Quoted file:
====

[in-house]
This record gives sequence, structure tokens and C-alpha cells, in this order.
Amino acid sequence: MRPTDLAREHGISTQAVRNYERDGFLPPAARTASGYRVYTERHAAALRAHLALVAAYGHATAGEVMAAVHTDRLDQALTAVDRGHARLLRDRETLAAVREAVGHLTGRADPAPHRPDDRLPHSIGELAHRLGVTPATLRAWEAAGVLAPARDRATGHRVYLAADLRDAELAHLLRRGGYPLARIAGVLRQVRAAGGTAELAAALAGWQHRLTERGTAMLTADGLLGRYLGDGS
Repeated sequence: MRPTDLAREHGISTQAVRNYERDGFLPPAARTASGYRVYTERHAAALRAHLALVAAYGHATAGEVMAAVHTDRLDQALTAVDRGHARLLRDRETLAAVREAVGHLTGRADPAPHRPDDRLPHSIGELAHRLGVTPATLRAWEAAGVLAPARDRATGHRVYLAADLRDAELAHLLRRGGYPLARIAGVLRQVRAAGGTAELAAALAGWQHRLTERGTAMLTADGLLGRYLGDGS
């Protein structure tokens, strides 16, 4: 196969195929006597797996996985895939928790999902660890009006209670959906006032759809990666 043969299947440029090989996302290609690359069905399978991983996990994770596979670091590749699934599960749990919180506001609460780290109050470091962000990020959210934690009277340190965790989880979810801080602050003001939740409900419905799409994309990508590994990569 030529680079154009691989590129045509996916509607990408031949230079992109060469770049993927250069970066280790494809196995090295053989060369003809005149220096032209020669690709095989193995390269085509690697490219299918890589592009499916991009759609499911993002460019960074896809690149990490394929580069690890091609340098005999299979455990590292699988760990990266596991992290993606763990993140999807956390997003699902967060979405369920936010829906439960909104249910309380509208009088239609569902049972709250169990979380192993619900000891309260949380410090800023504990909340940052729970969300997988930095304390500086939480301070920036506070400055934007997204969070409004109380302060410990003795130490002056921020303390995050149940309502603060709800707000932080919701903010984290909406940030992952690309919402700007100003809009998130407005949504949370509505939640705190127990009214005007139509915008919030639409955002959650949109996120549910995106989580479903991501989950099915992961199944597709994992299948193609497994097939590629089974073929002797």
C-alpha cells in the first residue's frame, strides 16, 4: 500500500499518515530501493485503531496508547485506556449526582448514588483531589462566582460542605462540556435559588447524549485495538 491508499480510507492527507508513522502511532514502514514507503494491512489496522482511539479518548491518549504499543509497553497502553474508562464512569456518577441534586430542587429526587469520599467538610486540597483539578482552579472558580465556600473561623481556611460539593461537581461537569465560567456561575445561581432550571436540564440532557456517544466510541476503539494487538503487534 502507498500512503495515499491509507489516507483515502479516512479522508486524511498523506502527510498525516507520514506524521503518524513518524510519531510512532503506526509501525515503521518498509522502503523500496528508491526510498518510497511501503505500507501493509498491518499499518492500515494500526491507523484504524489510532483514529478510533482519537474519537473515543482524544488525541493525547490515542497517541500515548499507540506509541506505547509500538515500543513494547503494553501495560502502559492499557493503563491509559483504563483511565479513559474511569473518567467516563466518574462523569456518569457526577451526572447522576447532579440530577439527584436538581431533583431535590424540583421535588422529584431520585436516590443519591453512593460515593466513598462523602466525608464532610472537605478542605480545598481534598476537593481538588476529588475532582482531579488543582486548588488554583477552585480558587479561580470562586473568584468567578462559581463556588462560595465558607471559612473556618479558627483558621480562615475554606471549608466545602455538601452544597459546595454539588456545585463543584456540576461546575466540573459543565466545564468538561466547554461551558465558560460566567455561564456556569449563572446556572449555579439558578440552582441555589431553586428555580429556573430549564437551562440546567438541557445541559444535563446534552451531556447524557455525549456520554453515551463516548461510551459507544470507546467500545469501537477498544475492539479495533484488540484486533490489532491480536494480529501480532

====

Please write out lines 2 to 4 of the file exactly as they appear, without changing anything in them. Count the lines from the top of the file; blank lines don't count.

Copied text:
This record gives sequence, structure tokens and C-alpha cells, in this order.
Amino acid sequence: MRPTDLAREHGISTQAVRNYERDGFLPPAARTASGYRVYTERHAAALRAHLALVAAYGHATAGEVMAAVHTDRLDQALTAVDRGHARLLRDRETLAAVREAVGHLTGRADPAPHRPDDRLPHSIGELAHRLGVTPATLRAWEAAGVLAPARDRATGHRVYLAADLRDAELAHLLRRGGYPLARIAGVLRQVRAAGGTAELAAALAGWQHRLTERGTAMLTADGLLGRYLGDGS
Repeated sequence: MRPTDLAREHGISTQAVRNYERDGFLPPAARTASGYRVYTERHAAALRAHLALVAAYGHATAGEVMAAVHTDRLDQALTAVDRGHARLLRDRETLAAVREAVGHLTGRADPAPHRPDDRLPHSIGELAHRLGVTPATLRAWEAAGVLAPARDRATGHRVYLAADLRDAELAHLLRRGGYPLARIAGVLRQVRAAGGTAELAAALAGWQHRLTERGTAMLTADGLLGRYLGDGS